100 10 5 3 0
Source: ERS calculations based on industry information.
1HTS5112909010: woven fabrics of combed wool/combed fine animal hair mixed mainly or solely with cotton.

Yarnwaste, Fabtrim, and Cutloss represent the three product characteristics used to calculate waste in the production of textile products. Note that the term "waste" is not meant to imply this fiber, yarn, or fabric is all irretrievably lost. Some waste is recyclable and utilized by other industries. However, such waste is incorporated into nontextile products. Therefore, from the perspective of deriving estimated fiber use from data on shipments of textile products, the fiber is lost, and a waste factor is needed to account for it. The goal of these estimates is to capture fully the initial demand for fiber. Accounting for waste is a more efficient approach than working only with the product weight of textiles and then taking on the additional task of estimating the fiber share of nontextile products that might have been derived from textile waste. 

The waste estimates are each subtracted from 100 percent and the inverse of this difference calculated. This converts the estimated amount of loss at each stage of the product's production (e.g., 5 percent for yarn production) into the estimated units of input needed to create a unit (e.g., 1 kilogram) of output. For example, yarn spinning:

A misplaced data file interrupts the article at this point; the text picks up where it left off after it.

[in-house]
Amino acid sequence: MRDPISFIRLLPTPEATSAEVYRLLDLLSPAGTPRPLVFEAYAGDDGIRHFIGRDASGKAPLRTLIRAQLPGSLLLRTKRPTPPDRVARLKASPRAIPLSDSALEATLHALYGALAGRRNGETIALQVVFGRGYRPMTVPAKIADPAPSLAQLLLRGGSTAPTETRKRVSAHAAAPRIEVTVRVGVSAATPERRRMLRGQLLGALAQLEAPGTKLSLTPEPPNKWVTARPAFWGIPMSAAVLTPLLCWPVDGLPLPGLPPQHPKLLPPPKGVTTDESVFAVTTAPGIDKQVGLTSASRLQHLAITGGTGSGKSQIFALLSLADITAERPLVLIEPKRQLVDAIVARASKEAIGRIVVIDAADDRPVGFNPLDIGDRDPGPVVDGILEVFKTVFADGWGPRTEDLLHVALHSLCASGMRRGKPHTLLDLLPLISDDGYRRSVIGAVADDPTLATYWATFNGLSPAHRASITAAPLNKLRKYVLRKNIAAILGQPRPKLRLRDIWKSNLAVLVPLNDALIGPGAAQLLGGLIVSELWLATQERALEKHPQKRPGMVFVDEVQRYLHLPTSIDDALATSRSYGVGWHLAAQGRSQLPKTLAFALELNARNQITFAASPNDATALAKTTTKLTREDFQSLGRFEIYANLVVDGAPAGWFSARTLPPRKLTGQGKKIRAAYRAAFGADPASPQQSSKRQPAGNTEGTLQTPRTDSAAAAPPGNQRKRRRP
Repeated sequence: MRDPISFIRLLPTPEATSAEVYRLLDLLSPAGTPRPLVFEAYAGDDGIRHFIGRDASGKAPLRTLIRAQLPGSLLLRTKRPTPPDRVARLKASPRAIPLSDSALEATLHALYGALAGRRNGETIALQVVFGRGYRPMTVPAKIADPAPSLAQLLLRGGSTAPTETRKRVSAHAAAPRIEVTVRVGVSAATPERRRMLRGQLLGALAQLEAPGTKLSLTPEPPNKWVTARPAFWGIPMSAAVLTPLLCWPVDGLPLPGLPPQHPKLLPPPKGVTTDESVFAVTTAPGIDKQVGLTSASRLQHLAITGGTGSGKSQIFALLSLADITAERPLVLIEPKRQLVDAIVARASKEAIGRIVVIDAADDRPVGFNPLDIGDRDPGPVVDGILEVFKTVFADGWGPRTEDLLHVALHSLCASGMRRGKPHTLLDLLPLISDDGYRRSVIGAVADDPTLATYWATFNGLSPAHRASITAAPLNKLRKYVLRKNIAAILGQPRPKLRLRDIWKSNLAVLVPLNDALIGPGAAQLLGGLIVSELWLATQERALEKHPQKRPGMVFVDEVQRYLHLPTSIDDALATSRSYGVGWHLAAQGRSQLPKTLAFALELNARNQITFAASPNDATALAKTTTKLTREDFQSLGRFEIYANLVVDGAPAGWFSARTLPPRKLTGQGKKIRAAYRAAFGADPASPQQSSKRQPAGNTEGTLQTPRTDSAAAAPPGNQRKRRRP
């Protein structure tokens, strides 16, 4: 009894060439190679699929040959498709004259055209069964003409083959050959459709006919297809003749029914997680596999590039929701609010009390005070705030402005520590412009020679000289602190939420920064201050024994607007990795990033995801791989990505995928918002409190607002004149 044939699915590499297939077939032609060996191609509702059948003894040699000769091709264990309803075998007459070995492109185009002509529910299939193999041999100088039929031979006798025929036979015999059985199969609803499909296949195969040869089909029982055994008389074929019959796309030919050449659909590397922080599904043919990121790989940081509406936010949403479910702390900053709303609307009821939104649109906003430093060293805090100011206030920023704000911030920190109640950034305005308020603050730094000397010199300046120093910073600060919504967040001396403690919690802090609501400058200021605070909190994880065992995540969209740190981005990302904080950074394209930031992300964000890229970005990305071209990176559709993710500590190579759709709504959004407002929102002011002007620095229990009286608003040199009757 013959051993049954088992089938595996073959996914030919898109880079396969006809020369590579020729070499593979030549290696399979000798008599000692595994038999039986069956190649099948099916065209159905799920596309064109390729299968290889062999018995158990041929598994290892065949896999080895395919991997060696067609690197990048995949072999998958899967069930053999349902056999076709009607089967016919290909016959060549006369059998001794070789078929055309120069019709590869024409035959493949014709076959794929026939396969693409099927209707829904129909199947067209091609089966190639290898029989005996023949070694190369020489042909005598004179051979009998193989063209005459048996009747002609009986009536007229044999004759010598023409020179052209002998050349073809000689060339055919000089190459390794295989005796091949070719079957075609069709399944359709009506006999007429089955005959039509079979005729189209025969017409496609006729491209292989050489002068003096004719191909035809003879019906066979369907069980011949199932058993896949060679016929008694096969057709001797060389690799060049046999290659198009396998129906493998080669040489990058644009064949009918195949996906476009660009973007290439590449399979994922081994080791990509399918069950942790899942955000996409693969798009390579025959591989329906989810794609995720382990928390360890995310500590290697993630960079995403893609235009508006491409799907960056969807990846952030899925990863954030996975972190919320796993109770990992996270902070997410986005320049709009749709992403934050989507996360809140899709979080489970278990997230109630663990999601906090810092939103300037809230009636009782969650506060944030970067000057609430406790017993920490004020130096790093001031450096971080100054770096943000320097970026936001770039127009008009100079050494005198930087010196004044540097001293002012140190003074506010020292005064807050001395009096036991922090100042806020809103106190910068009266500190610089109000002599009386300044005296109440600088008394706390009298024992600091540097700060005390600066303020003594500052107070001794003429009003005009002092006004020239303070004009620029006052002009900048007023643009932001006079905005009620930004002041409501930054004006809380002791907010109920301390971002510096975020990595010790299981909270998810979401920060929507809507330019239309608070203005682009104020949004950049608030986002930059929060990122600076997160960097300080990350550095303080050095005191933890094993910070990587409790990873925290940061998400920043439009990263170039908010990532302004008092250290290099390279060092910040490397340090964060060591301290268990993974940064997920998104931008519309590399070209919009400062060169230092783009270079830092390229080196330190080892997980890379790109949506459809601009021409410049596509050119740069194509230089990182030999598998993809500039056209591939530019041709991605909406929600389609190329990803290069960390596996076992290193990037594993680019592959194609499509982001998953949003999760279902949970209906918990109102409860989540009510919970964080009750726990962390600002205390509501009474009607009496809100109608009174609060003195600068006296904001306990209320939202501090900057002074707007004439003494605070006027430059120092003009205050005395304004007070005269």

Equation 1

The equation above indicates that 1.053 kilograms of cotton fiber are consumed to produce 1 kilogram of yarn.

This subtraction and inversion is also applied to fabric production (Fabtrim) and garment production (Cutloss). The product of these three inverted factors is the volume of fiber needed to create 1 kilogram of the textile portion of the product in question.

The product of the inverses must also be multiplied by the "Blend" factor, which represents the percentage of cotton content in the commodity. Also factored into the equation is the fiber composition of the commodity, accounting for buttons, zippers, and other nonfiber-based components ("Perfib"). The product of these components is the conversion factor for mill-use equivalents, by weight, per weight of product exported or imported. Below is the conversion factor for mixed fabric:

Equation 2


ERS converts the above information about each of the 9,000 products in its database into a conversion factor to estimate the raw-fiber equivalent of U.S. textile product trade in that product for each fiber. ERS publishes these estimates in summary form, combining the estimates for individual products into product groups like "apparel."